Raptors Offense Offensive, Lose to Pacers, Devlin Still Believes

I think it’s gonna be a long, long time, ’till the Raps start to be kind,

I don’t mind ugly as long as ugly means close.  And close it was for the first half where both sides went through extended scoreless spells without the other taking any sort of real advantage.  The solid Indiana defense combined with a Toronto offense lacking direction, continuity, or purpose would usually mean an extended home deficit early.  However, the Raptors managed to stave of that eventuality till the third quarter when Indiana started converting on the high-percentage looks that they were generating all game.

Indiana’s a tough team and things would’ve had to gone almost perfectly for the Raptors to beat them twice in a row.  It was apparent early that both Rudy Gay and DeMar DeRozan were on schedule for sub-par nights.  For DeRozan, being played tight by Stephenson was too much to overcome and he doesn’t have the handles to make tight-checkers pay, unless his fades are going in.  It’s disappointing how easily he can be taken out of a game by a slightly above-average defender.  He went 2-10 FG. Gay went 5-14 in the first three quarters (fourth was garbage time) and there was some ugly stuff in there.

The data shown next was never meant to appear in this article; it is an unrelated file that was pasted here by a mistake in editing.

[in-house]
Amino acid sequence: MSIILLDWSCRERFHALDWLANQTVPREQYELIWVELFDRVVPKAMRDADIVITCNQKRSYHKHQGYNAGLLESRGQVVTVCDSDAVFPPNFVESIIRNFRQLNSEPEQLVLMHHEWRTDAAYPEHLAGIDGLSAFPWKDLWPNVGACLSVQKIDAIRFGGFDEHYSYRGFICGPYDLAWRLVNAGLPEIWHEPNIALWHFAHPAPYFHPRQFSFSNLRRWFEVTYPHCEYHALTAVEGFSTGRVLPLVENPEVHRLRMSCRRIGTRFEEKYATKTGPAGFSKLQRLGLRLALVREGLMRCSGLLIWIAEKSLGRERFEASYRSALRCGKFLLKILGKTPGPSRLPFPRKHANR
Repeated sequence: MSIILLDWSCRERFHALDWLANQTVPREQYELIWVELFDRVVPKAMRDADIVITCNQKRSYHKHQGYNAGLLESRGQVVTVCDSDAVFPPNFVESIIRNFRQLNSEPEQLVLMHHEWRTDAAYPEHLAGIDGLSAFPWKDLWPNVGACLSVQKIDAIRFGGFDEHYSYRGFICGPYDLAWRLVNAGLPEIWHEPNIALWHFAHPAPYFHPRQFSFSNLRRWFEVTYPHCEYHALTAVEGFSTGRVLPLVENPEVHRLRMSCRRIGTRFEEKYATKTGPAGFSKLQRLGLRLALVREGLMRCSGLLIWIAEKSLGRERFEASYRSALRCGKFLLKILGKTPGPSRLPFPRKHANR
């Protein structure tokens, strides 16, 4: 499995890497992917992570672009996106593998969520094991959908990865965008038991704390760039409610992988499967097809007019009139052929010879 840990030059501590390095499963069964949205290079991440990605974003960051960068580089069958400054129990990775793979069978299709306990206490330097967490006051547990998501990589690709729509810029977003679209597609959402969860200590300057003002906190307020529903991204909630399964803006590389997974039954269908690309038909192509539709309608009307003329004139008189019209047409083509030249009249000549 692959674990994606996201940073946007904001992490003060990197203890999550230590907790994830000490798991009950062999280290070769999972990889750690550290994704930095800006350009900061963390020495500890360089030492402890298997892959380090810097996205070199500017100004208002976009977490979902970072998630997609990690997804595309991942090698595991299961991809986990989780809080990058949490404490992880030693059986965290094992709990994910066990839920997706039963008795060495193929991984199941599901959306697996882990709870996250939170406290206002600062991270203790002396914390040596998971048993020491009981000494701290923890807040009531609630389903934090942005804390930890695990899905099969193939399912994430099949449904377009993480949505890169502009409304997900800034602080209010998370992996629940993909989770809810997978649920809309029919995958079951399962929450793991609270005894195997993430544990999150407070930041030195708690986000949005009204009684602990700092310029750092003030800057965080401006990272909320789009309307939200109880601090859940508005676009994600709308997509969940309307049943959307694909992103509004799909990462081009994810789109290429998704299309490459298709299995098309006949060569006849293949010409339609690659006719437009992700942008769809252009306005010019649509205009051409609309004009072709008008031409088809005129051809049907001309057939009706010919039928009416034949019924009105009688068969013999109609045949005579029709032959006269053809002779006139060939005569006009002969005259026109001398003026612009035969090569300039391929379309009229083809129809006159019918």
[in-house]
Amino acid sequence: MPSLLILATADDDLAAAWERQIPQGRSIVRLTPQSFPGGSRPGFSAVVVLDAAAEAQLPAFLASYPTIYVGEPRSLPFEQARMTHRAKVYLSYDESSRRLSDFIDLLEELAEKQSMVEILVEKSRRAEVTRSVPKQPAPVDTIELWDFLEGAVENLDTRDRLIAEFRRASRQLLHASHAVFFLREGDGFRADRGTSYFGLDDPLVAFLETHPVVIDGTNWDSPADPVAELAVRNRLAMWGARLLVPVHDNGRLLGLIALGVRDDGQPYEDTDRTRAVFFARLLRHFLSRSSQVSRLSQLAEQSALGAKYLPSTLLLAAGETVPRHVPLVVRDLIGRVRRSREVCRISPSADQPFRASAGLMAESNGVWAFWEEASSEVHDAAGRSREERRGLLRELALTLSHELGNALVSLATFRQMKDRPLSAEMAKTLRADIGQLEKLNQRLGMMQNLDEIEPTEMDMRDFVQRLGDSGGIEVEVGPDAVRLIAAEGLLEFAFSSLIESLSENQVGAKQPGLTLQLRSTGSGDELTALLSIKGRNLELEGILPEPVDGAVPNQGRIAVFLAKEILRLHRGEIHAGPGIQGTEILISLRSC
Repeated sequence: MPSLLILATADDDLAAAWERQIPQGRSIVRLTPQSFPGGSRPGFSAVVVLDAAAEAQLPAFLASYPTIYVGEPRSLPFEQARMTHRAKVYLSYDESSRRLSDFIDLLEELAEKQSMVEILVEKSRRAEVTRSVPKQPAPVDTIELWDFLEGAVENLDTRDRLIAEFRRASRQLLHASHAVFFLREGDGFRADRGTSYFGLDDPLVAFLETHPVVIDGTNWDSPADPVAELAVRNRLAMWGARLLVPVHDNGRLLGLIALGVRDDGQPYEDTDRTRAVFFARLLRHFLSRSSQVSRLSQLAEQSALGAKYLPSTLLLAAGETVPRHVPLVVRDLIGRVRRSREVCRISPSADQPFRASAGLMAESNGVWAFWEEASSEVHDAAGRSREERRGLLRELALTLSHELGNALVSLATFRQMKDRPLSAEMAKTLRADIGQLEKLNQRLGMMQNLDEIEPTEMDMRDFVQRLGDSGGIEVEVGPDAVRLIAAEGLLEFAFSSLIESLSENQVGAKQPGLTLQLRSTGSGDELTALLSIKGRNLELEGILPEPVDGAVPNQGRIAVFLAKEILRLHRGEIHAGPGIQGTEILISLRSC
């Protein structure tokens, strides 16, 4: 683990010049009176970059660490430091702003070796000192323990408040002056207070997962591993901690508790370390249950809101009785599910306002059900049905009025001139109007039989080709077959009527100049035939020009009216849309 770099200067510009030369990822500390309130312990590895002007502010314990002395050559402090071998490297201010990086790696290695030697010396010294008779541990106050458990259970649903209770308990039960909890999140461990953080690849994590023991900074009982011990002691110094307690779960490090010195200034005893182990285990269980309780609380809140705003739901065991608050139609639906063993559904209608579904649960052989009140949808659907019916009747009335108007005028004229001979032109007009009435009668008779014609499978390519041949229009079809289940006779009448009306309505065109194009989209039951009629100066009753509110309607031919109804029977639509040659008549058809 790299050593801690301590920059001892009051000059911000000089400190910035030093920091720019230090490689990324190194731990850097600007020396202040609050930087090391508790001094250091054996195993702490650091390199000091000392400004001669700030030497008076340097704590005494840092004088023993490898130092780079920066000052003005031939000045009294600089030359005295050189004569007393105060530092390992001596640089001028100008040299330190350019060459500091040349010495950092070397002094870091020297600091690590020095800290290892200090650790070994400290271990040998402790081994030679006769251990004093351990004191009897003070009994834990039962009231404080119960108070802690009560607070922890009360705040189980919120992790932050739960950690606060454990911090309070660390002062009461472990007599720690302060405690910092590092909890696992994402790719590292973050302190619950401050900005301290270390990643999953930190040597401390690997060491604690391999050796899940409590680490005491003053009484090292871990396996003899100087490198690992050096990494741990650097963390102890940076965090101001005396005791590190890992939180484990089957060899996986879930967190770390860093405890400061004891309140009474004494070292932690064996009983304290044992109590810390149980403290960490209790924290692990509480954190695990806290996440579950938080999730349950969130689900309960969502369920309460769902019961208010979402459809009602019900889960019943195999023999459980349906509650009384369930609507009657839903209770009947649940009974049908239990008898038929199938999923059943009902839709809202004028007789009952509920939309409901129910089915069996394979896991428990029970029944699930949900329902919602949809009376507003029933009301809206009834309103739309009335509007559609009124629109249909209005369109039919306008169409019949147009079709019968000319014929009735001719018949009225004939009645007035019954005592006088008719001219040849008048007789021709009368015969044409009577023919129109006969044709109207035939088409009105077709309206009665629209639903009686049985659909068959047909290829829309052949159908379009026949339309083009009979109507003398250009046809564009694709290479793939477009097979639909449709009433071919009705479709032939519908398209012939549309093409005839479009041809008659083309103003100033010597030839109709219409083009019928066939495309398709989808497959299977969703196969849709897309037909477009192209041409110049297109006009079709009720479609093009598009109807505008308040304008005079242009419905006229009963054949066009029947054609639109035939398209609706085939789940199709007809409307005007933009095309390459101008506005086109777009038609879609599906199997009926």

[Related: Reaction: Pacers 93, Raptors 81]

Lowry was having trouble running basic pick ‘n rolls due to Hill applying slight pressure near the three-point line, and Hibbert/West doing well to use the time gained by that pressure to negotiate any screen.  It took Lowry completely out of it, and the Raptors went to Gay to initiate the offense (not sure whether this was knowingly or just by chance).  Gay hasn’t shown this to be his strong-suit and the possessions that he initiated usually ended up in a jumper that hit somewhere between the side of the rim and the backboard.